Em started jabbing the ground at the center point of the back fence.  It seemed receptive.  This was good because her arms were still pretty cranky about all their work four days before.  They remembered the routine and Em dutifully followed the pain – chip, chip, clink (pry out the rock), chip, chip, clank (pry out the larger rock), chip, chip, klonk (pry out an old brick).  Leaning into the bloom of the hole, Em pulled out anything she could that interfered with progress.  It was a pain in the butt, she smiled to herself, if only life were that easy.

     After nearly an hour of chain-gangian effort, Em stood back and smiled at the Ironwood.  It was crowded with crooked branches.  Her palms stung from the tiny thorns.  “Welcome home,” she whispered.

     Brushing her grimy hands on her shorts, she returned to the house, tossing a rock here and there on the way.   The dog ran barking and snapping at them, pausing to look up – tongue hanging out a mile, tale swatting back and forth before his whole body contracted and he launched in the direction of another tossed rock.  Stopping at the back door she turned to look at the Ironwood, safely ensconced in the ground.  Someone had told her they were endangered.  She didn’t know if that was true.  But she liked the thought of growing something that was at risk of disappearing, she liked the idea that she could contribute to its successful resurgence on earth.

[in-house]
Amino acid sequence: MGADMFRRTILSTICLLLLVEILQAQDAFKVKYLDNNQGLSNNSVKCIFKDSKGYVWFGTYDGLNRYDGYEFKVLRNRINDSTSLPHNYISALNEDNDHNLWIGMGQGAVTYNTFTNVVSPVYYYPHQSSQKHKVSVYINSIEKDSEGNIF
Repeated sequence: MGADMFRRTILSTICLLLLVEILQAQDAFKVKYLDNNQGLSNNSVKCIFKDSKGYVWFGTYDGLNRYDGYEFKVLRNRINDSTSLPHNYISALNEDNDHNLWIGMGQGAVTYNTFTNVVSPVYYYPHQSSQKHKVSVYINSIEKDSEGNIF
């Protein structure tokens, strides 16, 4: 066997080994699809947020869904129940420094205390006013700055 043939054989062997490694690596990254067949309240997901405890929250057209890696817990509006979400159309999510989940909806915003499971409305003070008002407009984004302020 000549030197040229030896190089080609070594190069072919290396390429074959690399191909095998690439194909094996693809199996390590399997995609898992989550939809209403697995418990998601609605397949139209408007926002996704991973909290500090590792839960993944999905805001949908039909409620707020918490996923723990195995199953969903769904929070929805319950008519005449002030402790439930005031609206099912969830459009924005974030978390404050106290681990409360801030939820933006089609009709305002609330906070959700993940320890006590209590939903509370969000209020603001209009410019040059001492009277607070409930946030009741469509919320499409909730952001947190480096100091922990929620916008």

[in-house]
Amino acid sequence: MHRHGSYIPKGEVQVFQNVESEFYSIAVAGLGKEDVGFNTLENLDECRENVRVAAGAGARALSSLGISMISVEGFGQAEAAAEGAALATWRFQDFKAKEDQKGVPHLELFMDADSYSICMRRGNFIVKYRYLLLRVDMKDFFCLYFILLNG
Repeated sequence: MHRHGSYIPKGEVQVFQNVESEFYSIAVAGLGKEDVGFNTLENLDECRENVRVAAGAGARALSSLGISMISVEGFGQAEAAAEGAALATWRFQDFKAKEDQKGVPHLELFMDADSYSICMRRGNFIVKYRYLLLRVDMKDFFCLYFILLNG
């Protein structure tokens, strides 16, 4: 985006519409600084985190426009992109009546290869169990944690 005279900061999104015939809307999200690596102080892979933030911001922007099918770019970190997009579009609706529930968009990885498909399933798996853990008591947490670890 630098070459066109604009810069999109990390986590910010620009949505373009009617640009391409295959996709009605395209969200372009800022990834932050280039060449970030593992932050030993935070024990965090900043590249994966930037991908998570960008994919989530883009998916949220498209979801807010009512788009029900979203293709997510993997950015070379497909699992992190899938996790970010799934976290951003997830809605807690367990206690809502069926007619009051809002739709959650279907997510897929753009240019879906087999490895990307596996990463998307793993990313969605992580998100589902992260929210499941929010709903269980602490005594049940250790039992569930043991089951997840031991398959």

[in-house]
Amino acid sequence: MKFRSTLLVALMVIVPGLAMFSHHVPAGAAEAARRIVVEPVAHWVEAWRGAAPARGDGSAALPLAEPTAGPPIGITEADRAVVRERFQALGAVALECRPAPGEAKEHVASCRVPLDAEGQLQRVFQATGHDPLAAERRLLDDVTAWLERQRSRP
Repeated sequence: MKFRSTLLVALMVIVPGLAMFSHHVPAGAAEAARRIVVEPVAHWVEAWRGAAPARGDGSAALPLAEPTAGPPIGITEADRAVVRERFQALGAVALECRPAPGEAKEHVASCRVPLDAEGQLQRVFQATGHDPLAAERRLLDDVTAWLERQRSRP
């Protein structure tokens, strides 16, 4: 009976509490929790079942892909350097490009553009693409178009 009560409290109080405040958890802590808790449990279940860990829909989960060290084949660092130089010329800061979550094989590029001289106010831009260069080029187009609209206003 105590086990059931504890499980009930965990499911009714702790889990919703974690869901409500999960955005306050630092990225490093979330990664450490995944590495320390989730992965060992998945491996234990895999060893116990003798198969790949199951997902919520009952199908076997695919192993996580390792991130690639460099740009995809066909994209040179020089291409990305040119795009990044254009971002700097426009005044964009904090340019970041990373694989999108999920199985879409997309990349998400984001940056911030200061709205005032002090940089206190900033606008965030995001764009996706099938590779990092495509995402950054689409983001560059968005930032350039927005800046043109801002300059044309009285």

Baja Fairy Dusters, Mexican Birds of Paradise, Yellow Bells.

     Em had found a sort of pattern.  She’d drive to Starbuck’s every morning, then come home and read a book while she waited for dusk.

     When the afternoon sun edged just under the top of the back fence she dove back into the dirt.  She had tried pointing at the ground and asking Jupiter “What’s that?  Get it!” but he just twirled in place barking and didn’t dig at all.  It was a shame, really, she knew dogs that would dig all night and day.  Her arms felt stronger though and digging, while a definite chore, didn’t seem as difficult as that first week.